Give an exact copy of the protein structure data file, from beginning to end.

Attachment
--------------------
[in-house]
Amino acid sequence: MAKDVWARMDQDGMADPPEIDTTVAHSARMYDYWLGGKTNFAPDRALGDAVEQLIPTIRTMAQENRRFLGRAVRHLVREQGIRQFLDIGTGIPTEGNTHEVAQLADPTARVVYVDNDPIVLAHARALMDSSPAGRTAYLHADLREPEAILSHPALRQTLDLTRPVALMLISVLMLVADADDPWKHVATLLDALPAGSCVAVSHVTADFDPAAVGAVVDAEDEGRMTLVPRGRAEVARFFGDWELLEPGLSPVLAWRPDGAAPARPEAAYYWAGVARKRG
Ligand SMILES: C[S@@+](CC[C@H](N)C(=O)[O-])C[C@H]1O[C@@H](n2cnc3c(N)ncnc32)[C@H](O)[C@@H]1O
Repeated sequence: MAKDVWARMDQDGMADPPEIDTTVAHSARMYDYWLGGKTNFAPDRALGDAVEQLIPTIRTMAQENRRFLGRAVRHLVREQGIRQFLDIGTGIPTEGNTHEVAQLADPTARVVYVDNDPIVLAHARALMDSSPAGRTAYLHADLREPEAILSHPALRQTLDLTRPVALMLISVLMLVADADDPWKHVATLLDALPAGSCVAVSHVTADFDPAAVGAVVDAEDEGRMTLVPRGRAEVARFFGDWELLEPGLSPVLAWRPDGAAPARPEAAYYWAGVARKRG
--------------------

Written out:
[in-house]
Amino acid sequence: MAKDVWARMDQDGMADPPEIDTTVAHSARMYDYWLGGKTNFAPDRALGDAVEQLIPTIRTMAQENRRFLGRAVRHLVREQGIRQFLDIGTGIPTEGNTHEVAQLADPTARVVYVDNDPIVLAHARALMDSSPAGRTAYLHADLREPEAILSHPALRQTLDLTRPVALMLISVLMLVADADDPWKHVATLLDALPAGSCVAVSHVTADFDPAAVGAVVDAEDEGRMTLVPRGRAEVARFFGDWELLEPGLSPVLAWRPDGAAPARPEAAYYWAGVARKRG
Ligand SMILES: C[S@@+](CC[C@H](N)C(=O)[O-])C[C@H]1O[C@@H](n2cnc3c(N)ncnc32)[C@H](O)[C@@H]1O
Repeated sequence: MAKDVWARMDQDGMADPPEIDTTVAHSARMYDYWLGGKTNFAPDRALGDAVEQLIPTIRTMAQENRRFLGRAVRHLVREQGIRQFLDIGTGIPTEGNTHEVAQLADPTARVVYVDNDPIVLAHARALMDSSPAGRTAYLHADLREPEAILSHPALRQTLDLTRPVALMLISVLMLVADADDPWKHVATLLDALPAGSCVAVSHVTADFDPAAVGAVVDAEDEGRMTLVPRGRAEVARFFGDWELLEPGLSPVLAWRPDGAAPARPEAAYYWAGVARKRG